Wednesday, January 6, 2010

New Year’s Eve in the Caribbean

Mark and I never used to eat out much, mostly for financial reasons. But, once in a while we would like to celebrate something or we (think we) deserve a treat. Those times, we expect some good food and service for the hard earned or hard saved money we spend on a meal. The prospect of no dishes and no cooking in a hot kitchen would be an added bonus.

Performing such an easy task as having a decent, affordable dinner and be pleased is challenging in the Caribbean. Over the last one and a half years, we have tried multiple times and failed more than not. Bear in mind, though, that we are not on vacation, always ask or check prices ahead of time, always look at our bill, hate it to be taken advantage of and, that we have certain expectations, like a friendly face and an honest atmosphere, and certain principles in the lines of “Don’t play (tourist) games with us”! Is that too much to ask for?

So, when Mark and I go out to eat, we never know what to expect, except not to expect too much. We still get excited about treating ourselves sometimes and do give it another try, only to find out that the restaurant of our choice is closed, the prices have gone up, Darwin is not allowed, people are not friendly, many items on the menu are not available, a surprise tax or mandatory tip is added or the bill is wrong.

On Christmas Day, we tried our luck in St. Pierre, Martinique. The only restaurant that looked alive closed at 3 pm and was pretty expensive. Dinner (packaged stuffing, eggplant and slices of lunch meat ham) on Irie was tasty and cheap and I did leave the dishes until the next morning. Not too bad.

On New Year’s Eve, we were serious about eating out and decided to go to Big Papa’s near our anchorage in Prince Rupert Bay, Dominica. The town of Portsmouth doesn’t have much to offer and we were pleased by the atmosphere of this restaurant and by our meeting with Big Papa himself, about five months ago. We started off with a few Happy Hour drinks. The Big Papa rum punch was half price, we were told, so we would get two for EC$ 10 (US$ 4). Two small plastic cups with a yellow liquid showed up and we enjoyed the taste of it, but wondered about the size. It’s a common trick here. They offer a drink for Happy Hour, but reduce the size with the price…

When I asked about the size of the drink, one of the waitresses admitted that the normal rum punches came in a bigger “real” glass. But, it was New Year’s Eve and we were trying to have a good time, so I ordered another Big Papa rum punch, the only thing that seemed to be on special. Mark ordered a local (Kubuli) beer. My ordered drink was orange this time and tasted different than the previous one, not as good, and I inquired. Now, this was the Big Papa rum punch and the previous one was a normal rum punch. OK. Well, then I wanted my second part of the order to be a normal one! This appeared to be the only option, because one of the women declared there was no Big Papa rum punch available. One of the waitresses was leaving, there was some confusion, I made sure they realized that this drink was the second part of my “two for one” rum punch and got another beer for Mark, while wondering what they would charge for my two different punches in the same order.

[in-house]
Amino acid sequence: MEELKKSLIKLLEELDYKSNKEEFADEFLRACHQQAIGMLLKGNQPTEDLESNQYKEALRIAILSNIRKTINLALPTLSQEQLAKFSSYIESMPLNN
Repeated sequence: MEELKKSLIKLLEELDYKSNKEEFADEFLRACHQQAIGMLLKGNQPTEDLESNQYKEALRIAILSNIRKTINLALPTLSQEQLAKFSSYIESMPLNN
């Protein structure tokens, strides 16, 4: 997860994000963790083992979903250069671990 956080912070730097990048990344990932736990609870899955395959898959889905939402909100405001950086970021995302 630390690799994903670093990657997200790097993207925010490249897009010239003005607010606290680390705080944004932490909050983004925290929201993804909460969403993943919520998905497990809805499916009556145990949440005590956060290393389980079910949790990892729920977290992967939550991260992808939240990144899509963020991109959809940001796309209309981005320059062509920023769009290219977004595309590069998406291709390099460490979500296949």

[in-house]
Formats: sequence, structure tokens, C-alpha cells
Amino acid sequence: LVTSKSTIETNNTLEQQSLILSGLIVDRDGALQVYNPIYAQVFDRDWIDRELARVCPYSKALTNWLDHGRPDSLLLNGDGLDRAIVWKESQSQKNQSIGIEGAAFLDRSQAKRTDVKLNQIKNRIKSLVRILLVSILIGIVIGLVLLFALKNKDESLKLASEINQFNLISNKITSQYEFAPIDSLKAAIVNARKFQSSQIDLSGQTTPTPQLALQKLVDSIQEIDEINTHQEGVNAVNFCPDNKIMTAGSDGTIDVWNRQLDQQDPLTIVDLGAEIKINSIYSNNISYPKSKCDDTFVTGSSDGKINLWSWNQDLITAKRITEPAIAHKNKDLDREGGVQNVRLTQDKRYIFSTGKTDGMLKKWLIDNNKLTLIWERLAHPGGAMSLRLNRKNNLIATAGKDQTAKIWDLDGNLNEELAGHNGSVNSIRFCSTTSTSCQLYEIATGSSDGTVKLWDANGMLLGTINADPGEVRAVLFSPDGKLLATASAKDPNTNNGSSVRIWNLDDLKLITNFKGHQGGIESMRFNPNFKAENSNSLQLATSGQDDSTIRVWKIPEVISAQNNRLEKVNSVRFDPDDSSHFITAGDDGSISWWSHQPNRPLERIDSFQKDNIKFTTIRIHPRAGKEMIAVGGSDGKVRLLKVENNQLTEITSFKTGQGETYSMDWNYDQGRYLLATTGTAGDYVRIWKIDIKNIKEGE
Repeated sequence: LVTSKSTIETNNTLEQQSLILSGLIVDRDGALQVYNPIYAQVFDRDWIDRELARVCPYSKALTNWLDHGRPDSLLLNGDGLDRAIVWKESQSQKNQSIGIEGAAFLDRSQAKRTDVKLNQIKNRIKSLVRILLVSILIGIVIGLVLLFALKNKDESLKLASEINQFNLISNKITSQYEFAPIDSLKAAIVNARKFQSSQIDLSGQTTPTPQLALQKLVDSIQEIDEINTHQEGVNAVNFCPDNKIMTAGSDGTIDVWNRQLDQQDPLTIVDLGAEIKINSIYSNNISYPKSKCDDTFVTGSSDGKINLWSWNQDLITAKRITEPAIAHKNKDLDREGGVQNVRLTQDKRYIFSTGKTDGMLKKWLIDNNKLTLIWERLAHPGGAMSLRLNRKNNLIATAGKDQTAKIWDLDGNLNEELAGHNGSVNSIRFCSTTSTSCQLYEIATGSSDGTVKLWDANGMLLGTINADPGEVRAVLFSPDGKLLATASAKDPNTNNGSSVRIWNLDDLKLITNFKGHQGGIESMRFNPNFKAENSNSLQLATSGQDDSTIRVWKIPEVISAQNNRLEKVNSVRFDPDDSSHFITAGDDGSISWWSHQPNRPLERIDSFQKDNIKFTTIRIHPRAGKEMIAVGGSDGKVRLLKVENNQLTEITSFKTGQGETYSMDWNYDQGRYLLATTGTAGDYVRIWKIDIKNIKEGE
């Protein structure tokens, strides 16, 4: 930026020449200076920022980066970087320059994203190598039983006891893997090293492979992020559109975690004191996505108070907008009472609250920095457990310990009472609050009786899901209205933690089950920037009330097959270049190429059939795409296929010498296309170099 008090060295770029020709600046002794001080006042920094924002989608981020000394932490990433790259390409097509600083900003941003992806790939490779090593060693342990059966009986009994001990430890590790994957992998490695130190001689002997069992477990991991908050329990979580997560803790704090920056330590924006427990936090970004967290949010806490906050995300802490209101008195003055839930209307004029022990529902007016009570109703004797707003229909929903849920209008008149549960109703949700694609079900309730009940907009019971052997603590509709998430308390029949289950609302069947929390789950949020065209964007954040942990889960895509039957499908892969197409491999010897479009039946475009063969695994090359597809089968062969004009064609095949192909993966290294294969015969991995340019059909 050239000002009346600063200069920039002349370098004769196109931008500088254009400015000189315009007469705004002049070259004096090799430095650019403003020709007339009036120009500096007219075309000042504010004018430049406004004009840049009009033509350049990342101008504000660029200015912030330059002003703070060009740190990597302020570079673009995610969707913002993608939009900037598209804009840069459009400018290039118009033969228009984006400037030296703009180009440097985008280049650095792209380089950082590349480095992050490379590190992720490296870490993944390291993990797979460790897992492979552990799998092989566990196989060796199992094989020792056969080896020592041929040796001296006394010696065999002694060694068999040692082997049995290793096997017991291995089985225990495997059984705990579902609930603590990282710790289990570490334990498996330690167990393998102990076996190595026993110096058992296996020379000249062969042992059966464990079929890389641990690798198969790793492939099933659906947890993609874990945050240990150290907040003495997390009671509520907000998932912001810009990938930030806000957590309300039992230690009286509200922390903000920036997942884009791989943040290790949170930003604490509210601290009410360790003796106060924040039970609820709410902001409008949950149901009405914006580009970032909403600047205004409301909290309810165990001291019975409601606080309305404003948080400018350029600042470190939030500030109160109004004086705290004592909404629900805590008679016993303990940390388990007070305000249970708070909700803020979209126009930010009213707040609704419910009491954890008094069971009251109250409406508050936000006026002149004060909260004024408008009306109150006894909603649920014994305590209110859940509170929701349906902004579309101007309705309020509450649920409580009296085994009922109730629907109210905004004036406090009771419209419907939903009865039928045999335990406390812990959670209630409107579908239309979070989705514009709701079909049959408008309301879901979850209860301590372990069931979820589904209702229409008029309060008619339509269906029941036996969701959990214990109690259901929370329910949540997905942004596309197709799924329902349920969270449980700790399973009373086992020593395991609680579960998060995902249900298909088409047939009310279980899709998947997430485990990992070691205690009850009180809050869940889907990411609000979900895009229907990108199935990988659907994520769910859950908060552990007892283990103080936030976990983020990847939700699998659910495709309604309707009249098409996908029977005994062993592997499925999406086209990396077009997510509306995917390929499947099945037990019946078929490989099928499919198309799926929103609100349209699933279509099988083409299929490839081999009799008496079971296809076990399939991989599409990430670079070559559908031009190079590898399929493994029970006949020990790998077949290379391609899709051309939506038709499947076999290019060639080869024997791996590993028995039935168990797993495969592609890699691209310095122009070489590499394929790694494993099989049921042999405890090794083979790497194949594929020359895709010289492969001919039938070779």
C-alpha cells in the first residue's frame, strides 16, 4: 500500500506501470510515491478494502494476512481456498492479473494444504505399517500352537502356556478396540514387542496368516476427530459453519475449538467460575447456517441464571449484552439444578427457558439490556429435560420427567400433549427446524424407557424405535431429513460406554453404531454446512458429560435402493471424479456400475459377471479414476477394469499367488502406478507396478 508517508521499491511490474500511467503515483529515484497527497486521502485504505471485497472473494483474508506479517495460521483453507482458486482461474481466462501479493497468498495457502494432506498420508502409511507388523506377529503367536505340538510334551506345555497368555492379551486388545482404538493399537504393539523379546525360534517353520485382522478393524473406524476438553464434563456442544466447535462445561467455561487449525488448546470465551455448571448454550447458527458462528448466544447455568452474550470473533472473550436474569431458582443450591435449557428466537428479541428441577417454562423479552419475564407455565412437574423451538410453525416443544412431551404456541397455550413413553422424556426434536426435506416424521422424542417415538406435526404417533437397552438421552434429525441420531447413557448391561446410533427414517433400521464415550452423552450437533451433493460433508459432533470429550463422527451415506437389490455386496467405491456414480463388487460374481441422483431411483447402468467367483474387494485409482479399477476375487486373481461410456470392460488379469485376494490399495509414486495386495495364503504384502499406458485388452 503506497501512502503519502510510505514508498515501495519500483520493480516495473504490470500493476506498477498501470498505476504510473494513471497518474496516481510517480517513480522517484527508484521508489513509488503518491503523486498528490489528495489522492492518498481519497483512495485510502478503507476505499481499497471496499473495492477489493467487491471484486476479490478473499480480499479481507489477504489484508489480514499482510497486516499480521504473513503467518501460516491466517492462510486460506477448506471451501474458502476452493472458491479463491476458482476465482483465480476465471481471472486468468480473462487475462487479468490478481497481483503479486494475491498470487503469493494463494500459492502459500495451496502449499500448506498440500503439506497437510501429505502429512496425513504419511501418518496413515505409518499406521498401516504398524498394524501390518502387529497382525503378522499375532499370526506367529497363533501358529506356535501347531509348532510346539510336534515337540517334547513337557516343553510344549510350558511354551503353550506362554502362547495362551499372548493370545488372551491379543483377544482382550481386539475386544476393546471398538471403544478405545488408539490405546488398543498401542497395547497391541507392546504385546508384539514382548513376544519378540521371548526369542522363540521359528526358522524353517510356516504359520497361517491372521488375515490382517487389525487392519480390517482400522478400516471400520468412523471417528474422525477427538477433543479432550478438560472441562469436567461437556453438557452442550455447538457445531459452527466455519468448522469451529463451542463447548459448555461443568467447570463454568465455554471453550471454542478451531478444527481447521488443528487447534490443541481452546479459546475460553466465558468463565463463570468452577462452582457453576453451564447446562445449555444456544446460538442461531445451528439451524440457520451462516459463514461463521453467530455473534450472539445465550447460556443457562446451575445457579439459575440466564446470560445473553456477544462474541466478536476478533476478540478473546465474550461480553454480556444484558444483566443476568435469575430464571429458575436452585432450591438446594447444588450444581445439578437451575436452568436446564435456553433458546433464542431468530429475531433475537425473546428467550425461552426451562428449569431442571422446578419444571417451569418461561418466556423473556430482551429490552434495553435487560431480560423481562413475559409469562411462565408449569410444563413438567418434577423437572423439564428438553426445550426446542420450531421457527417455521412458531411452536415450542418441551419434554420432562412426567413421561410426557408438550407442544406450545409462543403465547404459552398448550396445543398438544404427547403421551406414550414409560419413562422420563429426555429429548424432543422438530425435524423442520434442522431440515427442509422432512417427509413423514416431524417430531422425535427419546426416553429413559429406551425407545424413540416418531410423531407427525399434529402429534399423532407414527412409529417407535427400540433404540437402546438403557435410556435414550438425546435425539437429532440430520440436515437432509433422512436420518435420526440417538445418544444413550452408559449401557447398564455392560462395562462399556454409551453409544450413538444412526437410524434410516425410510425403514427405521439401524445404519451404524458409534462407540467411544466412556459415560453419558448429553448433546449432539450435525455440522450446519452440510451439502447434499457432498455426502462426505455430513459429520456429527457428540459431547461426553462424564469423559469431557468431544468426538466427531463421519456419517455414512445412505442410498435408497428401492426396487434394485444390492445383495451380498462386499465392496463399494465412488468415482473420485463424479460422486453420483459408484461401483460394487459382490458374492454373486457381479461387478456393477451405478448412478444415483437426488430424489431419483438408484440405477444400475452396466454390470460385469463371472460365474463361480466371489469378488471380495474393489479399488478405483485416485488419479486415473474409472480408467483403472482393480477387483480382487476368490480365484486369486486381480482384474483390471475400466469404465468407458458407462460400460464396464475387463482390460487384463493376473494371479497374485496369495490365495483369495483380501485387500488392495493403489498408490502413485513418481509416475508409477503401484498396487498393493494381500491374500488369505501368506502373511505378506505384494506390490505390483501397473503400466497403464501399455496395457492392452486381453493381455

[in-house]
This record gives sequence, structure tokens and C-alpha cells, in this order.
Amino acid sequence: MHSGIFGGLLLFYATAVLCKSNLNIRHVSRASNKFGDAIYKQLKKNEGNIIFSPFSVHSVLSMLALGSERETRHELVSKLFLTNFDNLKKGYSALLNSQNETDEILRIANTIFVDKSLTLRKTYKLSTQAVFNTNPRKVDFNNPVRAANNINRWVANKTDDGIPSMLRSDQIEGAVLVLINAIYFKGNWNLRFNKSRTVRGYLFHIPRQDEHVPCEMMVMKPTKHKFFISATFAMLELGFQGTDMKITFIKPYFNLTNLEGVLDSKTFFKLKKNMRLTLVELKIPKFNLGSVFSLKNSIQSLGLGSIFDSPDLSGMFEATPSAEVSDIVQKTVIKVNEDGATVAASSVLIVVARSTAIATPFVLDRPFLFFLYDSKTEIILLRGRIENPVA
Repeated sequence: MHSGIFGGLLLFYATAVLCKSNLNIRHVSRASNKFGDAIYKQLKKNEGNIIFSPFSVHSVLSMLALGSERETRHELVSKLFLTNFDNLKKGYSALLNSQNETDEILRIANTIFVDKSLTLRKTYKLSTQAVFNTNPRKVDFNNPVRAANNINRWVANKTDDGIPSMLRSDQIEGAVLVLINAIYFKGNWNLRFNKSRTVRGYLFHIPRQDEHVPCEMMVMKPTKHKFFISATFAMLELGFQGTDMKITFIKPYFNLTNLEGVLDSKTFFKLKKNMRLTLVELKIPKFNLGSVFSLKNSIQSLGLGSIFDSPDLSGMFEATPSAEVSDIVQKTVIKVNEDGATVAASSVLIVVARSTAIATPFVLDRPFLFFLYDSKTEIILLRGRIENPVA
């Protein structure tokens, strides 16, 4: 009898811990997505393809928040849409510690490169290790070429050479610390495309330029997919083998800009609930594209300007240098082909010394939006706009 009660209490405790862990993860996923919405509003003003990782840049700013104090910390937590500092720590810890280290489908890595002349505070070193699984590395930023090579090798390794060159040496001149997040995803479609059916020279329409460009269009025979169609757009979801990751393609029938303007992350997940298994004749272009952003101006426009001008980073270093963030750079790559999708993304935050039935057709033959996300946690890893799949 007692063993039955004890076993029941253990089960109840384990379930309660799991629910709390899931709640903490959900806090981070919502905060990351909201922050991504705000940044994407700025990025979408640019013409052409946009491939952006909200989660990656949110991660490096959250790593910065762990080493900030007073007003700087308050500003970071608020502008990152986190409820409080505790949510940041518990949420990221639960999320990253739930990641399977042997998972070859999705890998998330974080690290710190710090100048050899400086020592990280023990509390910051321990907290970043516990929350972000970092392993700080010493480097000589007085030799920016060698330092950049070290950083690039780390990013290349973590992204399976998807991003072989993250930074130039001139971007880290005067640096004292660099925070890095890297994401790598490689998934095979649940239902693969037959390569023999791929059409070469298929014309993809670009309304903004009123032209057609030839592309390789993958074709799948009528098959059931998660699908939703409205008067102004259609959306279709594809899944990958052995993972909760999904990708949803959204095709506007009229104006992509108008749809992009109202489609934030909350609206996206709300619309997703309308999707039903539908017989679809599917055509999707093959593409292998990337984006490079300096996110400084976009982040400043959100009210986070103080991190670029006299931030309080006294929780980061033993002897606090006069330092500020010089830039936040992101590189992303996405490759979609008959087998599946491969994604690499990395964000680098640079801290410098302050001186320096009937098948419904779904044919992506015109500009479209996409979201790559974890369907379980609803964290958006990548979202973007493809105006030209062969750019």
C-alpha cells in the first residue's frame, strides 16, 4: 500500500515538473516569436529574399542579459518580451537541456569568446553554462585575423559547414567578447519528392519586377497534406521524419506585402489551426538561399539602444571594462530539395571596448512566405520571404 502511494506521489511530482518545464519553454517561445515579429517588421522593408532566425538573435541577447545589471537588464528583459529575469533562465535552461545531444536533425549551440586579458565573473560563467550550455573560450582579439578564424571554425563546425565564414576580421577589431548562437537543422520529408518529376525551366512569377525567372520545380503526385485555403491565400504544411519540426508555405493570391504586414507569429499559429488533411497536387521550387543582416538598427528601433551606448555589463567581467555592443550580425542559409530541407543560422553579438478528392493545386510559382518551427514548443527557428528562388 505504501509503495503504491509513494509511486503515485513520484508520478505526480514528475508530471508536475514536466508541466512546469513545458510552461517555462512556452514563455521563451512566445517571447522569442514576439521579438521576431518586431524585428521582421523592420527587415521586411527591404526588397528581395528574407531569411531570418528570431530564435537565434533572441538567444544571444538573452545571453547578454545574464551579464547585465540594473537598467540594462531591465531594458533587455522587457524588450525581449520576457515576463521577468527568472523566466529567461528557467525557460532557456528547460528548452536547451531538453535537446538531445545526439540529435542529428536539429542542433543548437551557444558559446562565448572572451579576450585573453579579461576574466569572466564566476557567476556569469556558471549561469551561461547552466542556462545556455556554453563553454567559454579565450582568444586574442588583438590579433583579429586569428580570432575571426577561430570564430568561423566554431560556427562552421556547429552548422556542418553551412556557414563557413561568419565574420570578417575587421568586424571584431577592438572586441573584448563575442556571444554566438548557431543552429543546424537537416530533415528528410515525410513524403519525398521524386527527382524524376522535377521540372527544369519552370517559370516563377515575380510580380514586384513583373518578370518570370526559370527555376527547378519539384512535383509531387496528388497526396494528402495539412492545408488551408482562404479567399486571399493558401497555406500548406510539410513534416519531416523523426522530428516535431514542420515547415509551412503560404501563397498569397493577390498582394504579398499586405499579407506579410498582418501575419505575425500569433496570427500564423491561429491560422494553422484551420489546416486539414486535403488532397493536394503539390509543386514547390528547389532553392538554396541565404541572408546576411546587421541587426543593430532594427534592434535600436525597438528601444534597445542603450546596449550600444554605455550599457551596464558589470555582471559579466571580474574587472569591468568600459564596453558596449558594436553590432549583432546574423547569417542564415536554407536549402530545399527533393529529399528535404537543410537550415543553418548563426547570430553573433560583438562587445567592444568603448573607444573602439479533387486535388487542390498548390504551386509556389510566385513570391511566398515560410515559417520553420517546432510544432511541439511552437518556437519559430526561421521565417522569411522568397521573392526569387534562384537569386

After three drinks each (three 2 for 1 rum punches for me and one 2 for 1 rum punch and two beers for Mark), we decided to swallow hard about the unfriendliness and incapability of the staff and go for a Big Papa Hamburger. It was New Year’s Eve after all! When we ordered, the waitress announced that they didn’t do the snack menu in the evening, so we gave in and asked for the bill. Big Papa recognized us (or was it Darwin?) from our last visit and we had a friendly chat. He wouldn’t make us burgers, though, a “cook’s nightmare”, apparently. Not sure why, apart from this being a good way to make more money by “forcing” you to order a more expensive meal. Not us…

We were a little hyped up by now and sure anticipated the bill to be wrong. The drinks should cost EC$ 30 (US$ 12). How bad would it be? Bad! We owed Big Papa’s EC$ 60. Twice the price! They charged EC$ 10 for every single tiny rum punch and EC$ 10 for every beer, which has a fixed price of EC$ 5. Mmmm… After some questioning, the mistake about the beer was obvious, but some more arguments later, the Big Papa rum punch (of which I had 1 instead of 2) appeared to be EC$ 15 during happy hour (????) at which point we gave in and paid the EC$ 35. We’ve learned to sacrifice small amounts of money for everybody’s peace and just never go back. Needless to say, no tip was given and we were very happy about not purchasing a meal there that night.

On Irie, some cheap champagne, a delicious spaghetti carbonara and Belgian chocolates for dessert pleased our tummies and our moods. Once again, we were better off having our dinner at home, but that evening we had realized it in time!

Last year, Mark, Darwin and I thought about the recent loss of Kali and wept ourselves asleep on the trampoline, to be woken up by fireworks at midnight, in Charlotte Amalie, St. Thomas (USVI). This year we didn’t make January 1st at all, until the next morning. We tried to stay up for a few hours, but were sound asleep by 10:30 pm! New Year’s Eve was pretty much a day like any other day.

No comments: